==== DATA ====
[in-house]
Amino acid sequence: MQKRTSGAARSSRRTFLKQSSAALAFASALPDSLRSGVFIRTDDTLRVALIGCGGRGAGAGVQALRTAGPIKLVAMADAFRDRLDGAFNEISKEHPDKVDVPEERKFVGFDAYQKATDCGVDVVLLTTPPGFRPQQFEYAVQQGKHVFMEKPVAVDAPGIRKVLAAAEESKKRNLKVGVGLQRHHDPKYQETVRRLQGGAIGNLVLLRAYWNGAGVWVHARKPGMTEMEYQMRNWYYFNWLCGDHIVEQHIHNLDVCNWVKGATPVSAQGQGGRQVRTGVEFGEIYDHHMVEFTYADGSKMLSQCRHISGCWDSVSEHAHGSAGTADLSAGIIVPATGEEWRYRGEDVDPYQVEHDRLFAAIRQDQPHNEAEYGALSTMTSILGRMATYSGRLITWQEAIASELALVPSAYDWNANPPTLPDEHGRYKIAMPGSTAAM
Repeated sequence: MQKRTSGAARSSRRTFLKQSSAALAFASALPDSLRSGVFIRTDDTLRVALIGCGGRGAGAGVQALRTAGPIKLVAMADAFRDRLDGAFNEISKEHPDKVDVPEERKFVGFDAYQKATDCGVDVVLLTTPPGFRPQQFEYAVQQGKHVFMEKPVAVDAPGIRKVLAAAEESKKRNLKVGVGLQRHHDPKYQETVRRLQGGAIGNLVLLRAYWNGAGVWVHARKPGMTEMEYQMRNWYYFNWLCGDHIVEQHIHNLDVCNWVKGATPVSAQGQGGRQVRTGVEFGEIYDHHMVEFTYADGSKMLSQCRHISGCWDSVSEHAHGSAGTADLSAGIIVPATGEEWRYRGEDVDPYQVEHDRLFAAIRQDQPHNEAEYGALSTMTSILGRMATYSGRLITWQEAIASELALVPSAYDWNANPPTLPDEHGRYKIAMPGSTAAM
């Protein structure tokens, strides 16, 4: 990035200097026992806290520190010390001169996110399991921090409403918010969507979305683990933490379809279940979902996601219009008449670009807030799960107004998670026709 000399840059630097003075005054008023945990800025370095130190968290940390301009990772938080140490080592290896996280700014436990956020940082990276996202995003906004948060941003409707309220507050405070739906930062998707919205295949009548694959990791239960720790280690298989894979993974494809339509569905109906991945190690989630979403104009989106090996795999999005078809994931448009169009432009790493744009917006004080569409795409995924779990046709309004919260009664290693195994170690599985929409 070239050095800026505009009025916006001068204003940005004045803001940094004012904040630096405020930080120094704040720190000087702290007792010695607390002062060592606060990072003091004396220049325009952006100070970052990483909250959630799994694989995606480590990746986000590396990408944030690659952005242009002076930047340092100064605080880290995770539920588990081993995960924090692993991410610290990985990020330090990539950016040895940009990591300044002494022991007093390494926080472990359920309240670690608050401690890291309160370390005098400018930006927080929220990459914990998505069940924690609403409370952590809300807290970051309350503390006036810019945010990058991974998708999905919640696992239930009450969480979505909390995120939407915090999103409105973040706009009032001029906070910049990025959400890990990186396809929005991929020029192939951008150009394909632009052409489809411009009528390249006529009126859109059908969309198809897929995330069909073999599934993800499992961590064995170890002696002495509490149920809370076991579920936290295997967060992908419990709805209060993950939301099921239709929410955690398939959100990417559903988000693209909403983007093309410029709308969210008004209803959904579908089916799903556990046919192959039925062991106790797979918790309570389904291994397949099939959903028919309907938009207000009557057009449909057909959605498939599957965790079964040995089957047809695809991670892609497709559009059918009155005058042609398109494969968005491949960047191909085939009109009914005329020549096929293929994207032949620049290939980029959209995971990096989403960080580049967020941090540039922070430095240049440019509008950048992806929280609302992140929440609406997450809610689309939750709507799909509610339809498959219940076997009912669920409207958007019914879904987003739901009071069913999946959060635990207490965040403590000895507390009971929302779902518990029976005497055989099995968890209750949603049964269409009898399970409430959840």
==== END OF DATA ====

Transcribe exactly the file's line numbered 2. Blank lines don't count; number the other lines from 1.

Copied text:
Amino acid sequence: MQKRTSGAARSSRRTFLKQSSAALAFASALPDSLRSGVFIRTDDTLRVALIGCGGRGAGAGVQALRTAGPIKLVAMADAFRDRLDGAFNEISKEHPDKVDVPEERKFVGFDAYQKATDCGVDVVLLTTPPGFRPQQFEYAVQQGKHVFMEKPVAVDAPGIRKVLAAAEESKKRNLKVGVGLQRHHDPKYQETVRRLQGGAIGNLVLLRAYWNGAGVWVHARKPGMTEMEYQMRNWYYFNWLCGDHIVEQHIHNLDVCNWVKGATPVSAQGQGGRQVRTGVEFGEIYDHHMVEFTYADGSKMLSQCRHISGCWDSVSEHAHGSAGTADLSAGIIVPATGEEWRYRGEDVDPYQVEHDRLFAAIRQDQPHNEAEYGALSTMTSILGRMATYSGRLITWQEAIASELALVPSAYDWNANPPTLPDEHGRYKIAMPGSTAAM